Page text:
Nov. 13, 2014, 11:38 AM
Nov. 13, 2014, 6:36 AM
- Makers of chips that use ARM's (NASDAQ:ARMH) technology aren’t keeping up with Intel's (NASDAQ:INTC) pace of innovation, announced James Hamilton, vice president of Amazon Web Services. "It’s just not quite moving fast enough."
- As a result, Amazon (NASDAQ:AMZN) isn’t ready to start using alternatives to Intel’s chips in its servers.
- Data-center operators are also looking for more efficient components, not just cheaper ones, due to the price of powering and cooling warehouses. "Any time I work out the cost models, it’s not quite there," said Hamilton.
Nov. 12, 2014, 5:55 PM
- At its annual AWS re:Invent conference, Amazon (NASDAQ:AMZN) has launched Aurora, a database solution for AWS clients that the company claims delivers "commercial-grade" performance and reliability (99.99% uptime is claimed) at "1/10 the cost of the leading commercial database solutions."
- Among those solutions, none looms larger than Oracle's (NYSE:ORCL) core database offerings, which (in spite of tough competition from Microsoft and others) maintains an outsized enterprise share.
- As it is, Oracle's database sales have been pressured by a secular migration towards cloud apps, many of which rely on MySQL and other non-Oracle databases. For a price, AWS supports Oracle's flagship 12c database, as well as several rival products.
- Amazon has also launched: 1) Key Management Service, a solution that lets enterprises manage encryption keys for both on-premise and cloud apps/services. 2) CodeDeploy, a solution for quickly having new code go live on multiple AWS computing instances. 3) CodeCommit, a cloud-based tool for managing code revisions. 4) CodePipeline, a service that automates software releases.
- What hasn't been announced yet is a new round of price cuts to counter the ones Google unveiled last week. After Amazon quickly matched a round of Google cuts in March, AWS' main reporting segment saw an unexpected Q/Q revenue drop in Q2; sales rebounded in Q3.
- AWS chief Andy Jassy says his unit now has 1M+ business and government clients, and reiterates its long-term vision. "The vast majority of companies will not own their own data centers in the fullness of time ... All that computing is moving to the cloud. This space is going to be a high-volume, relatively low-margin business."
- Previous: AWS still dominant; Microsoft, Google gaining ground
Nov. 12, 2014, 2:26 PM| 3 Comments
Nov. 11, 2014, 11:03 AM
- Amazon (AMZN +1.6%) announces the six new comedy and drama pilots it will debut on Amazon Instant Video during the 2015 pilot season.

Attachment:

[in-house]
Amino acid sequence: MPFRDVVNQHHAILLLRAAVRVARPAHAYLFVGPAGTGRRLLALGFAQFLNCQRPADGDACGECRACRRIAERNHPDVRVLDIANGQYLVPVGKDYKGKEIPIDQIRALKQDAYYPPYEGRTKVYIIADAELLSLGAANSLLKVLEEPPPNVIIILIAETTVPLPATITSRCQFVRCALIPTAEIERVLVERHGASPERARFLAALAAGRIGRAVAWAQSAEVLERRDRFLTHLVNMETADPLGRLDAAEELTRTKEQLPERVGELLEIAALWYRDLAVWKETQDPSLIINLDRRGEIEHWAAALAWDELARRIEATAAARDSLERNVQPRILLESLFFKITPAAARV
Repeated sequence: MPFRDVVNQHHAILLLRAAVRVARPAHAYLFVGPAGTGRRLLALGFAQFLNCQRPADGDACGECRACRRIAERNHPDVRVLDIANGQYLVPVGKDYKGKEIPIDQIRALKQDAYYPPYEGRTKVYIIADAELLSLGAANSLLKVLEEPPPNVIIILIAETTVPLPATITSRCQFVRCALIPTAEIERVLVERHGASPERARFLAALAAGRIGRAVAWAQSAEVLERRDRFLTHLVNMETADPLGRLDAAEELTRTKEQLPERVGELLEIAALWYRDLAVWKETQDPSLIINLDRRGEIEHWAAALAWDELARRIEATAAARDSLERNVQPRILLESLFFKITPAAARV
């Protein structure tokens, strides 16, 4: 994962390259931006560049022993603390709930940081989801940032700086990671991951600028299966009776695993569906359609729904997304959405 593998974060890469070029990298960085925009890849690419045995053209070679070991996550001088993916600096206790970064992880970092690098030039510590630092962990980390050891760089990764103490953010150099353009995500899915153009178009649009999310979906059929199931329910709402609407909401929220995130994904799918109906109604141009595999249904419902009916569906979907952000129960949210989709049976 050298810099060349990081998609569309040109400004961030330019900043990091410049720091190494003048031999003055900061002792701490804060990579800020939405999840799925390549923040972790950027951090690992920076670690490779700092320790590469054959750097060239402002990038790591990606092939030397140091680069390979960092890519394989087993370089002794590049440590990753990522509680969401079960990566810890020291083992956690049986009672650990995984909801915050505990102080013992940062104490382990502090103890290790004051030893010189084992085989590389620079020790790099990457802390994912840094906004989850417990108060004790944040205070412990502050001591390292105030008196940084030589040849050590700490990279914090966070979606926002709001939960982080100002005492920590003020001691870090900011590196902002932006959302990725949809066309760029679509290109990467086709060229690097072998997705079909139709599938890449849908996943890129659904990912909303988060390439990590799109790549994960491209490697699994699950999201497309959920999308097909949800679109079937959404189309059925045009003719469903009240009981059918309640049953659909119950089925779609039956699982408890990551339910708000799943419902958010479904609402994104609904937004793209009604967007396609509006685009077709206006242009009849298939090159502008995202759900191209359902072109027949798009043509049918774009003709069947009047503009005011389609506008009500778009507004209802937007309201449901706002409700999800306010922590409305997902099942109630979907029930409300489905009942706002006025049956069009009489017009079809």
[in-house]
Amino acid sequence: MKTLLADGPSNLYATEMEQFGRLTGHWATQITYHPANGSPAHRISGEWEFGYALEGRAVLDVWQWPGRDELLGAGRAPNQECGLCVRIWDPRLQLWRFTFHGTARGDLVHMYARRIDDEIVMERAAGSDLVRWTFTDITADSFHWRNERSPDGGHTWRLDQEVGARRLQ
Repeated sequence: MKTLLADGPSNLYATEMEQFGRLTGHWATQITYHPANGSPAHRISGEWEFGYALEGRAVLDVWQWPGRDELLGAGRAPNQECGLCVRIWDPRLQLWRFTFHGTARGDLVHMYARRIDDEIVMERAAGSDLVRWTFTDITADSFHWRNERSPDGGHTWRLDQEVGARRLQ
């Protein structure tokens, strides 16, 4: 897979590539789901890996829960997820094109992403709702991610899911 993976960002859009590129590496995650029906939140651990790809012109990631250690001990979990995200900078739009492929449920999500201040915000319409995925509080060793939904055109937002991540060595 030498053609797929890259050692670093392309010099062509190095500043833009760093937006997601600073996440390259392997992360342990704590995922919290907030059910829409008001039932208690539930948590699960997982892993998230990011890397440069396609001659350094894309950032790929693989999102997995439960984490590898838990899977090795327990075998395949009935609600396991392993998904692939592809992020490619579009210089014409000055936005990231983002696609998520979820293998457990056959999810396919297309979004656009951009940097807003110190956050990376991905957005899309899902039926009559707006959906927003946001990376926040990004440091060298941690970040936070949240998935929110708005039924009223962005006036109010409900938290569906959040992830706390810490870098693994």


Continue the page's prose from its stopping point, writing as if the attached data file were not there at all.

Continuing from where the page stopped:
- The lineup will include Cocked, Mad Dogs, The Man in the High Castle, Point of Honor, Down Dog, and Salem Rogers.
- A docu-series pilot called The New Yorker Presents will also be available for streaming.
Nov. 6, 2014, 1:12 PM
- Echo, Amazon's (AMZN -1.1%) latest hardware foray, is a cylindrical, 9.3"-tall device sporting a 360-degree firing speaker, seven microphones, and Wi-Fi and Bluetooth radios.
- In addition to playing back music and Web radio streams, the device integrates a virtual assistant (named Alexa) that can process voice commands, create reminders/lists, and answer queries. Companion Echo apps are launching on Android and (eventually) iOS.
- Notably, Echo is powered by an AC adapter rather than batteries - a sign Amazon is aiming the device at living rooms and kitchens. For now, Echo is only available on an invite-only basis; Prime subs who receive an invite can get it for $99 for now.
- Last week, Amazon launched its $39 Fire TV Stick. Shortly before that, the company announced it took $170M in Q3 charges that were largely related to the Fire Phone.
Nov. 5, 2014, 12:56 PM
- Greenlight Capital made a new "medium-sized" investment in EMC (EMC +0.5%) in Q3, David Einhorn discloses in his quarterly letter. Greenlight took a 2.9M-share position in EMC back in Q4 2013.
- Much like Elliott Management (pushing for a VMware spinoff) and Barron's, Einhorn thinks EMC is undervalued on a sum-of-the-parts basis. He notes EMC's core storage ops are implicitly valued at less than 5x EBIT, and that management "acknowledges that the combined business trades at a discount and has recently committed to trying to address it in early 2015."
- He's much less kind to Amazon (AMZN -1.2%), asserting the company's latest numbers are especially disappointing since they suggest the growth used to justify a dearth of profits is slowing, and in doing so is yielding higher losses.
- Einhorn: "One of the principal bullish assumptions supporting many bubble stocks is, 'the company is growing too fast to be very profitable.' We think AMZN is just one of the many stocks for which this narrative will ultimately prove false."
- Einhorn doesn't explicitly state he's short Amazon, though he does say Greenlight increased its exposure to "bubble basket" shorts in Q3.
Nov. 4, 2014, 3:01 PM
- Google's (GOOG -0.3%) has once more aggressively slashed cloud infrastructure (IaaS) prices in an attempt to gain ground against 800-lb. gorilla Amazon (AMZN -1.1%). Price cuts covers SSD, database, disk snapshot, storage, and networking services, and range from 23%-79%.
- Google, which likely has the most infrastructure scale of any IaaS provider (if one counts its broader Web services ops), has said it wants cloud pricing to fall at a pace equal to Moore's Law; that implies a halving every 18 months. It cut prices in March for both its core computing service (Compute Engine) and other offerings, and more recently gave Compute Engine another 10% cut.
- The Web giant has also launched several new IaaS services today, with a focus on countering Amazon (widely seen as having a feature set lead) by catering to developer needs. The service getting the most attention is Container Engine, which allows users to manage and provision server clusters running Docker containers. Containers act as lightweight alternatives to virtual machines, and are quickly growing in popularity.
- Also launching: 1) Three new network connectivity options meant to improve access to Google's fiber network' Amazon and Microsoft have made similar moves. 2) New features for the recently-launched Managed VM service, which combines the software flexibility of IaaS services with the ease-of-use of the App Engine cloud app (PaaS) platform. 3) Automatic resource scaling for Compute Engine virtual machines. 4) The integration of newly-acquired Firebase's mobile/Web app developer tools.